For more Indian companies to emulate Infosys’s green goals, India must set the right policies
With concerns over climate change—and industry’s contribution to it through carbon emissions—growing, many MNCs have taken steps to reduce their carbon footprint. One such effort is RE100, a club of companies (including Unilever, SAP, Nestle, among others) committed to promoting use of renewable energy and turning carbon-neutral by 2018. Infosys recently became the club’s latest entrant, and its first Indian member. The company has committed R400 crore over four years—for installing solar power projects and bio-gas plants in rural areas, apart from distributing smokeless cooking stoves and undertaking afforestation activities—to offset the 3.74 lakh tonne of carbon dioxide emitted in the commuting and travel of its 1.8 lakh employees. The company had earlier committed to meet all its power needs from renewable energy, reduce its per capita power and water usage by half and turn fully carbon neutral by 2018—with the 2007-08 levels being the baseline for these targets.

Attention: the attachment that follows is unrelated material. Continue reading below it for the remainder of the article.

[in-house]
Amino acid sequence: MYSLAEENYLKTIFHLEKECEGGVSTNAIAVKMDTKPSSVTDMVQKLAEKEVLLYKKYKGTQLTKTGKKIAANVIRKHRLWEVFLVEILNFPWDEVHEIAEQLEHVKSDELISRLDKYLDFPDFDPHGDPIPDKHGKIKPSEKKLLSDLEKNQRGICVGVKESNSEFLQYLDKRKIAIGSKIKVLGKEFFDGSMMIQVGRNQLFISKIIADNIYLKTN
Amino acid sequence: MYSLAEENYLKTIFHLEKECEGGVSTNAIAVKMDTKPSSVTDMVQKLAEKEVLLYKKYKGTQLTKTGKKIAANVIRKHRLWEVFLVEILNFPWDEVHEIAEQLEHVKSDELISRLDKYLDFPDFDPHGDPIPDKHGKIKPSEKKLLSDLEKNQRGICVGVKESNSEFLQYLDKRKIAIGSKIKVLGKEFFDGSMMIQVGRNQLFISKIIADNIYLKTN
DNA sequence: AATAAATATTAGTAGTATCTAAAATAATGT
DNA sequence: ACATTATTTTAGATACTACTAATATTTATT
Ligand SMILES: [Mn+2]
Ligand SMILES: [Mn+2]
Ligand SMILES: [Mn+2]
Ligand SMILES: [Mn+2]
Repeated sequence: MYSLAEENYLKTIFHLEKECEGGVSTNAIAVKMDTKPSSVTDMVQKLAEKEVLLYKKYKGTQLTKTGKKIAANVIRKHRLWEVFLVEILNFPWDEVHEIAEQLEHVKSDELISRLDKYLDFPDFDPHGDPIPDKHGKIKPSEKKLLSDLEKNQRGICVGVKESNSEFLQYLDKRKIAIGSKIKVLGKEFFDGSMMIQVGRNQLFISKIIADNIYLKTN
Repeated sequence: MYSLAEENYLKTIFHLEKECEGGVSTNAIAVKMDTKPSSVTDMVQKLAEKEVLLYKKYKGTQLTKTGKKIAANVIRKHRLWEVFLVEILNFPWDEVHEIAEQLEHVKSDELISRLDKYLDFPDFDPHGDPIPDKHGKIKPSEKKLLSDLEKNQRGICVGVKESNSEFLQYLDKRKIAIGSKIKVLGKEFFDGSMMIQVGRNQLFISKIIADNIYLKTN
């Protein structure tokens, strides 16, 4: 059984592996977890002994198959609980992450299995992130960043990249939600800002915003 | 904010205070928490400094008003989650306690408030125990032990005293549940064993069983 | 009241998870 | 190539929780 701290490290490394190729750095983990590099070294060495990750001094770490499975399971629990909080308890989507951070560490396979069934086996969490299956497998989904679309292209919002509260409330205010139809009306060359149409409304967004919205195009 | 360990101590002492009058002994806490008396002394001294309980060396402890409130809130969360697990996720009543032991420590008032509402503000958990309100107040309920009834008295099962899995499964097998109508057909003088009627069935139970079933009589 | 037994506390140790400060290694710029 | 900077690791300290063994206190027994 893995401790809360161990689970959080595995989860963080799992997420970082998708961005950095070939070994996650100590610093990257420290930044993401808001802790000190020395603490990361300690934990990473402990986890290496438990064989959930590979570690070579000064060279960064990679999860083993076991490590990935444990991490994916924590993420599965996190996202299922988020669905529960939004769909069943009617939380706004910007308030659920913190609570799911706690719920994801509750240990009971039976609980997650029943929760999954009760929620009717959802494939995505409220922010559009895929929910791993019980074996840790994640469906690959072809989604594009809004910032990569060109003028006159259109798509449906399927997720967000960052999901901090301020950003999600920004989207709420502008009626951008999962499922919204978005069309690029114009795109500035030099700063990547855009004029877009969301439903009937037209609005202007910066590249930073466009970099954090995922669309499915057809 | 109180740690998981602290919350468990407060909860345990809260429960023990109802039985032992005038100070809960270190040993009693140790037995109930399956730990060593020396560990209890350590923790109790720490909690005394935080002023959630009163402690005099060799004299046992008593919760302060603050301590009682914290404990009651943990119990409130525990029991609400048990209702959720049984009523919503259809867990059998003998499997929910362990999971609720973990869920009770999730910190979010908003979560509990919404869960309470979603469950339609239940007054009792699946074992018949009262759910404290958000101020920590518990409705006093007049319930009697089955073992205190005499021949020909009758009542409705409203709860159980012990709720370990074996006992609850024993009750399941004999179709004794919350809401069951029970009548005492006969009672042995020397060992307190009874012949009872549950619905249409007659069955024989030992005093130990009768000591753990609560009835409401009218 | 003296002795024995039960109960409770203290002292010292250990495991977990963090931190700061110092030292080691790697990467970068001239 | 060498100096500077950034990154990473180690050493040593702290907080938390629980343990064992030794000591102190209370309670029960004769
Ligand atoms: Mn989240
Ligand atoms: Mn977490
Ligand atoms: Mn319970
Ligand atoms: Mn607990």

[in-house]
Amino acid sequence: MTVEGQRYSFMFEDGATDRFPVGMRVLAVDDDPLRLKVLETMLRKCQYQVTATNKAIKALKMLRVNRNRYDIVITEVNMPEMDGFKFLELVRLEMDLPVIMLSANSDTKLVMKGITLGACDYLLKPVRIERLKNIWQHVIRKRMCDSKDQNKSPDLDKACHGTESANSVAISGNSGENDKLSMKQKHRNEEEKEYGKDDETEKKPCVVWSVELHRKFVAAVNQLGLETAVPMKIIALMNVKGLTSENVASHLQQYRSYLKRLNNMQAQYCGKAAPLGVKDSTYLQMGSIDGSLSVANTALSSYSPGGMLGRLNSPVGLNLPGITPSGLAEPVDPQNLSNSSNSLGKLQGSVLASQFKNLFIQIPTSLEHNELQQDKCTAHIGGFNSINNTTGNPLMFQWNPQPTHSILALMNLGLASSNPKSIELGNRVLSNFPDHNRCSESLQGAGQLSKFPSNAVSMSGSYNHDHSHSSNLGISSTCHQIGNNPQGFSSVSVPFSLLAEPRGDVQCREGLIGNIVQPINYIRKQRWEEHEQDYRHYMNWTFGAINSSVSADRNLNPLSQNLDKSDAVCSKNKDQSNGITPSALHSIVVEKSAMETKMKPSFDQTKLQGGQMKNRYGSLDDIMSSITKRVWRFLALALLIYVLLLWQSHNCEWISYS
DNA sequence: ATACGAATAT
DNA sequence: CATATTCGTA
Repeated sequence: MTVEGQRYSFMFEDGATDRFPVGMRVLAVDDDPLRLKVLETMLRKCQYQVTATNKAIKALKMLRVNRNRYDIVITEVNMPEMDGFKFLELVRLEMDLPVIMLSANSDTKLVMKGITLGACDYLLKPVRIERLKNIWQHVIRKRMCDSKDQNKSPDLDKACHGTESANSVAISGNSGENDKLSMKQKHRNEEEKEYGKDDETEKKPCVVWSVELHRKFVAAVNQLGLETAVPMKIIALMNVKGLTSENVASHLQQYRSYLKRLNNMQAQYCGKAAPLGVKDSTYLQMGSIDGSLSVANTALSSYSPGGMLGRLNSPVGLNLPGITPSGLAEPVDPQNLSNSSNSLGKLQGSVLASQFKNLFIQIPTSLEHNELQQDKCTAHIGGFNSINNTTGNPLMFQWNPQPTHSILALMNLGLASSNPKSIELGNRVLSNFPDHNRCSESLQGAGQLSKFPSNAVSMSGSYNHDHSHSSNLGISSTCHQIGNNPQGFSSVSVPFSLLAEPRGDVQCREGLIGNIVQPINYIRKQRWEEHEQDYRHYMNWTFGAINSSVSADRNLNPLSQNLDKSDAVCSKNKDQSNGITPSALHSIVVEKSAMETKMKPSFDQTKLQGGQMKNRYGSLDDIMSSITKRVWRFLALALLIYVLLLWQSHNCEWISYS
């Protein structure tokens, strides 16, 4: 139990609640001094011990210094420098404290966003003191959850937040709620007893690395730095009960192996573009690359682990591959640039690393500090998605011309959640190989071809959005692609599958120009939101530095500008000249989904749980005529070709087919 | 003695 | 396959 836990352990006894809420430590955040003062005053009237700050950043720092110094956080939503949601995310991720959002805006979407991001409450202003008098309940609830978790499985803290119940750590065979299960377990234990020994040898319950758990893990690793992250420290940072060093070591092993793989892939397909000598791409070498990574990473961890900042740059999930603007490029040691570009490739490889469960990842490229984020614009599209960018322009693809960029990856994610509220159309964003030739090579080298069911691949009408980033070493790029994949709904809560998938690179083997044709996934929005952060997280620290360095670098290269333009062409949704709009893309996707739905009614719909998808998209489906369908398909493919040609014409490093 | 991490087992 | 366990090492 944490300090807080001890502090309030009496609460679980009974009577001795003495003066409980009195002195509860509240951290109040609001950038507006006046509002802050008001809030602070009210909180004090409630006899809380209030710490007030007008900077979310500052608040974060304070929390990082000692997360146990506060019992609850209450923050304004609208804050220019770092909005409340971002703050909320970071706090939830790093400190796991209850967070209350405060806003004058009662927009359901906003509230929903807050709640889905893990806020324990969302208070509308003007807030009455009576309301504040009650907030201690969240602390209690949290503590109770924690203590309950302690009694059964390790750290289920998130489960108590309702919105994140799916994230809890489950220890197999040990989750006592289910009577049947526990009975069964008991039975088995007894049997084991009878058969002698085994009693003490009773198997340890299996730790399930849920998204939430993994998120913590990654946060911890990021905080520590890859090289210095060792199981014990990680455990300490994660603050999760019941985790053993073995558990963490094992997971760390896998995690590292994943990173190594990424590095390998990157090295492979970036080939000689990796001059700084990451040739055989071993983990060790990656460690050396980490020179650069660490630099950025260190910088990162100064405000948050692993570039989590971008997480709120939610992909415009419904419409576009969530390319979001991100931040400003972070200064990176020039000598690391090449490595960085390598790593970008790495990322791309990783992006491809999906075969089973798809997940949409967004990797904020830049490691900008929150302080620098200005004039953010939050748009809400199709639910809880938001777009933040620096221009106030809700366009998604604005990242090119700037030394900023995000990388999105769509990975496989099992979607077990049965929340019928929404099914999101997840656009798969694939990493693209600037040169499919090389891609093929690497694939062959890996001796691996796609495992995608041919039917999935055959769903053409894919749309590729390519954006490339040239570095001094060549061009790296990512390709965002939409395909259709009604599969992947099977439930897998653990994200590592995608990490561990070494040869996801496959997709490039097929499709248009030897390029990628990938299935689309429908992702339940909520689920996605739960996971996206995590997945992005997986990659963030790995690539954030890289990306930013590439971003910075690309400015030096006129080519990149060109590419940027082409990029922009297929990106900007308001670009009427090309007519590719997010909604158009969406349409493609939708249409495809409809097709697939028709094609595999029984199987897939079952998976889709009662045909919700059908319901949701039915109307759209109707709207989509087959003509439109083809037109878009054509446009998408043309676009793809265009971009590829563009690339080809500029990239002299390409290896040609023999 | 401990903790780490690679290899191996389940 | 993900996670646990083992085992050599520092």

Sustainability efforts fronted by companies could go a long way in mitigating climate change effects. For more companies to act in this direction, India needs a more encouraging policy environment. Infosys, as per a report in The Economic Times, believes meeting the deadline for renewable energy could be difficult, given the multiplicity of regulations on clean energy projects in each state. Infosys has earmarked 40 MW of the 55 MW solar power projects its plans to undertake this year for Karnataka, whose energy policy facilitates project implementation. If other states want to benefit from an Infosys’s efforts, they too would need to offer comparable, even competitive, ease for project implementation. Apart from this, India would also need to foster open carbon markets like China and Australia have done. That could also make, to some degree, reducing emissions commercially viable for companies, as well.